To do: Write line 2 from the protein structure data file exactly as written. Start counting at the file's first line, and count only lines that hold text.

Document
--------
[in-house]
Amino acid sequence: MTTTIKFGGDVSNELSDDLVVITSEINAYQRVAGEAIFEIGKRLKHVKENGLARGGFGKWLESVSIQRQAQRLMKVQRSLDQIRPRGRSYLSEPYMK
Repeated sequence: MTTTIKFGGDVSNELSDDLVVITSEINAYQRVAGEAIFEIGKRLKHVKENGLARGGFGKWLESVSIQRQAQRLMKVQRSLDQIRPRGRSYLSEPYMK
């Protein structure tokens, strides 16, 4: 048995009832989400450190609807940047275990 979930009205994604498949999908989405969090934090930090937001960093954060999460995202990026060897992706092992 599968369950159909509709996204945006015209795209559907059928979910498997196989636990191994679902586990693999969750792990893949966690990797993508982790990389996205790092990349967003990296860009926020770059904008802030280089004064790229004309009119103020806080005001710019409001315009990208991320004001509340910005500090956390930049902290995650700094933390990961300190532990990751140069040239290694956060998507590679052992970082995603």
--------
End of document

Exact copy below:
Amino acid sequence: MTTTIKFGGDVSNELSDDLVVITSEINAYQRVAGEAIFEIGKRLKHVKENGLARGGFGKWLESVSIQRQAQRLMKVQRSLDQIRPRGRSYLSEPYMK